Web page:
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      Clinical indications for hysterectomy route: Patient characteristics or physician preference?

      , ,
      American Journal of Obstetrics and Gynecology
      Elsevier BV

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          Abstract

          Our purpose was to compare the indications, characteristics, surgical management, and outcomes of patients undergoing total abdominal hysterectomy, total vaginal hysterectomy, and laparoscopically assisted vaginal hysterectomy and to assess whether patients who underwent abdominal hysterectomy might have been candidates for laparoscopically assisted vaginal hysterectomy and whether patients who underwent total abdominal hysterectomy or laparoscopically assisted vaginal hysterectomy might have been candidates for total vaginal hysterectomy. The hospital charts of 502 women who underwent elective inpatient hysterectomy at a single large general hospital between January 1992 and November 1993 were abstracted retrospectively by use of a structured data abstraction instrument. The study included patients operated on by 16 different experienced gynecologists. Data were collected regarding patient demographic characteristics, clinical history and preoperative physical examination, indications for surgery, route of hysterectomy, intraoperative findings, pathologic study results, and outcomes in the immediate postoperative hospitalization period. Patient age, race, weight, parity, and previous surgical history were significantly associated with hysterectomy type. Although no nulliparous patients and no patients with a uterine size estimated preoperatively to be > 12 weeks of gestation underwent total vaginal hysterectomy, 16.6% and 30.6% of laparoscopically assisted vaginal hysterectomy patients had these characteristics, respectively. A total of 6.6% of total abdominal hysterectomy cases and 16.7% of laparoscopically assisted vaginal hysterectomy cases lacked an obvious justification for an abdominal procedure. On average, surgical time was 23 minutes longer for laparoscopically assisted vaginal hysterectomy than for total abdominal hysterectomy and 30 minutes longer for total abdominal hysterectomy than for total vaginal hysterectomy. When uterine size or configuration impaired access to uterine vessels, laparoscopically assisted vaginal hysterectomy was difficult to perform. Postoperative morbidity was similar across the three procedures, but average length of hospital stay was 2.8 days, 3.5 days, and 4.4 days for laparoscopically assisted vaginal hysterectomy, total vaginal hysterectomy, and total abdominal hysterectomy, respectively. Although there are some consistent and statistically significant differences in the characteristics of patients undergoing total abdominal hysterectomy versus laparoscopically assisted vaginal hysterectomy versus total vaginal hysterectomy, laparoscopically assisted vaginal hysterectomy is enabling many patients to avoid total abdominal hysterectomy. However, many patients undergoing total abdominal hysterectomy and laparoscopically assisted vaginal hysterectomy could probably undergo total vaginal hysterectomy instead. Clinical outcomes were similar regardless of type of hysterectomy performed. Practice style and personal preference of the surgeon thus may be playing a significant role in selection of hysterectomy type. Laparoscopically assisted vaginal hysterectomy becomes technically difficult and conversion to total abdominal hysterectomy is more frequent when uterine size or configuration impairs access to uterine vessels.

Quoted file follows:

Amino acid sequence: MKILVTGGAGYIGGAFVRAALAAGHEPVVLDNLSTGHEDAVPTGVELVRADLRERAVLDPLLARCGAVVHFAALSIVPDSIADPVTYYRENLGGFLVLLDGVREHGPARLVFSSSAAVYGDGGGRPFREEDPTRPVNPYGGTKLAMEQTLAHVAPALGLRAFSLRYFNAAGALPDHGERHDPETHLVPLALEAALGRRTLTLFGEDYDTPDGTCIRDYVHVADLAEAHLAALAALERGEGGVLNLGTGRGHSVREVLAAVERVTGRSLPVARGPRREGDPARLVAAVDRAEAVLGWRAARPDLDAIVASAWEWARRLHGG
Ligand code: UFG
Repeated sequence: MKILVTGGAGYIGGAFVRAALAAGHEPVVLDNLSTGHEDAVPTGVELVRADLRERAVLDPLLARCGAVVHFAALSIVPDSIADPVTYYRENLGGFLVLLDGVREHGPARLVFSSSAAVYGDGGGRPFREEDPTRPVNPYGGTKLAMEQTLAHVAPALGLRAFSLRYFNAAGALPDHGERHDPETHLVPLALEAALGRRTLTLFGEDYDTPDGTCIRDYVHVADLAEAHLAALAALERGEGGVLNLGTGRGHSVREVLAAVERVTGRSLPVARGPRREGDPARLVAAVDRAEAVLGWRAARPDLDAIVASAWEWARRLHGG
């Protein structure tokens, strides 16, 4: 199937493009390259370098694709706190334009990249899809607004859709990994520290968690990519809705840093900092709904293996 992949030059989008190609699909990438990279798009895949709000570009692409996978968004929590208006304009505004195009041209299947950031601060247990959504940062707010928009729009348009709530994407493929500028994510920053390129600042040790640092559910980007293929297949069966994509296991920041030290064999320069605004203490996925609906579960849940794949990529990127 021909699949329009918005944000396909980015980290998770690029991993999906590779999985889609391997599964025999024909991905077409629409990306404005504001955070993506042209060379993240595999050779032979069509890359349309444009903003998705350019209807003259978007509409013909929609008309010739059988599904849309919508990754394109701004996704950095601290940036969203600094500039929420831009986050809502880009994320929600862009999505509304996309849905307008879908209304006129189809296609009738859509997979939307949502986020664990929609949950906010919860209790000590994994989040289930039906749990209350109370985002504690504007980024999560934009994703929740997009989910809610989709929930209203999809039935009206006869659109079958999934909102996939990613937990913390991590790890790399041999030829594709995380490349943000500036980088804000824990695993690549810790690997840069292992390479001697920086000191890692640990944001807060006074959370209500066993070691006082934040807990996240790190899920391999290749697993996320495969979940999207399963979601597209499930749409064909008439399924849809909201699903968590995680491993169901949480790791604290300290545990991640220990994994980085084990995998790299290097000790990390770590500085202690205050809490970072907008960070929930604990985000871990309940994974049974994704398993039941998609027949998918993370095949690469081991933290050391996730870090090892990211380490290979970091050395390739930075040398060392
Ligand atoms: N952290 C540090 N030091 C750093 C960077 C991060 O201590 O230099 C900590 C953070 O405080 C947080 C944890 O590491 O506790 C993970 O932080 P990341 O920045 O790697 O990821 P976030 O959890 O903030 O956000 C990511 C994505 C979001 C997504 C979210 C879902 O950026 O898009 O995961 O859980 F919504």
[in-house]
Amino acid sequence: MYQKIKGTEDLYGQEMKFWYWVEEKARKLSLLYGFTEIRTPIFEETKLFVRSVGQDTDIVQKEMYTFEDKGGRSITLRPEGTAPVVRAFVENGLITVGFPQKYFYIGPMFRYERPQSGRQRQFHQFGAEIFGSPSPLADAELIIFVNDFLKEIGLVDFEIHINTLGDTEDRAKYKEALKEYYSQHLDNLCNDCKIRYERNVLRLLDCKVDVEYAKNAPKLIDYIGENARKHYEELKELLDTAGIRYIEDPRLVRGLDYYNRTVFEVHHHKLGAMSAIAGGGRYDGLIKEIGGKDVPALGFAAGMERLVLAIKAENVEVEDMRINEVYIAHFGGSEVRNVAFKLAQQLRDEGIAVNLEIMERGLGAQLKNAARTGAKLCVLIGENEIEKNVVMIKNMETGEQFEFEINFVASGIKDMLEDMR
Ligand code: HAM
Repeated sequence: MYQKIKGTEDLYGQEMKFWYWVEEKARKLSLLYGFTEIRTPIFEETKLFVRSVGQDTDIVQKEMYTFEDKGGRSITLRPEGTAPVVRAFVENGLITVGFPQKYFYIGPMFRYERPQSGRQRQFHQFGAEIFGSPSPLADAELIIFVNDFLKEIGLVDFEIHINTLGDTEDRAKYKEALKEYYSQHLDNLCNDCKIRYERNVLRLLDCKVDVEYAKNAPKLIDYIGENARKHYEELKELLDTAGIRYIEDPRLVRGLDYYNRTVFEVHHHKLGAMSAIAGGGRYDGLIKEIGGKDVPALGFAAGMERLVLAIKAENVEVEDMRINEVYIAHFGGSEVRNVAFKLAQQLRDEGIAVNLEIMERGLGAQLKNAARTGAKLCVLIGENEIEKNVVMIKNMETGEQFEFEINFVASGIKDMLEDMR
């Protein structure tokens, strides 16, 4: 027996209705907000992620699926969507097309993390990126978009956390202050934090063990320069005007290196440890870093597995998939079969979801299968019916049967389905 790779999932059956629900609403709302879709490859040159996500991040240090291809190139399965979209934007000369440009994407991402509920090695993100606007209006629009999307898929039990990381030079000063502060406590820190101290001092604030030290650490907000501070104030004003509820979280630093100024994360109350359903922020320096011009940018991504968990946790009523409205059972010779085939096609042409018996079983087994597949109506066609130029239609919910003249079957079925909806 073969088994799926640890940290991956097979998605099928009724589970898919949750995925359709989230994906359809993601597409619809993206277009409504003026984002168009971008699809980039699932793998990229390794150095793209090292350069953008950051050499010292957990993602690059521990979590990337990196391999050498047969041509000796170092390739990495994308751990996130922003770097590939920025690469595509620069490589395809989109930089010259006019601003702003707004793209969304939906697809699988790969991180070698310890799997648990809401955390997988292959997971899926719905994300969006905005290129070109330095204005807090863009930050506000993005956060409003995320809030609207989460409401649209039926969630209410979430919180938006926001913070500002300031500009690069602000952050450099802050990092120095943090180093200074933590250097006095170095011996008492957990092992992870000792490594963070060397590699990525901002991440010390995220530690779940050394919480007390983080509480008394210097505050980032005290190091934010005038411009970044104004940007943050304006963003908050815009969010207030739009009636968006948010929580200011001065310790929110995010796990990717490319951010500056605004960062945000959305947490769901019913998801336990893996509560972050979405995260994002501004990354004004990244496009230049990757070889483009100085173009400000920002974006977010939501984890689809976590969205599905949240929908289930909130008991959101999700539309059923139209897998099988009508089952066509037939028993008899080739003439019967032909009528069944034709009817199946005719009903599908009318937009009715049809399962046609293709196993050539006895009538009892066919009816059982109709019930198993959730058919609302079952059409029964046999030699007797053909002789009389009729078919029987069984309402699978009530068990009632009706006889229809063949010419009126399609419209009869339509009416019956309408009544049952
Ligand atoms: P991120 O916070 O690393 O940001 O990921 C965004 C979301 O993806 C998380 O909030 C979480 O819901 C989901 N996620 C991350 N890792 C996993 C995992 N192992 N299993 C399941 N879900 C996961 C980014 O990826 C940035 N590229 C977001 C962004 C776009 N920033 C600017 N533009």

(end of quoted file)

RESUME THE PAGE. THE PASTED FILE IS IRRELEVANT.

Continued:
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          Author and article information

          Journal
          American Journal of Obstetrics and Gynecology
          American Journal of Obstetrics and Gynecology
          Elsevier BV
          00029378
          November 1995
          November 1995
          : 173
          : 5
          : 1452-1460
          Article
          10.1016/0002-9378(95)90632-0
          7503184
          5121e2f0-2340-4b3b-94c8-672daab2e734
          © 1995

          https://www.elsevier.com/tdm/userlicense/1.0/

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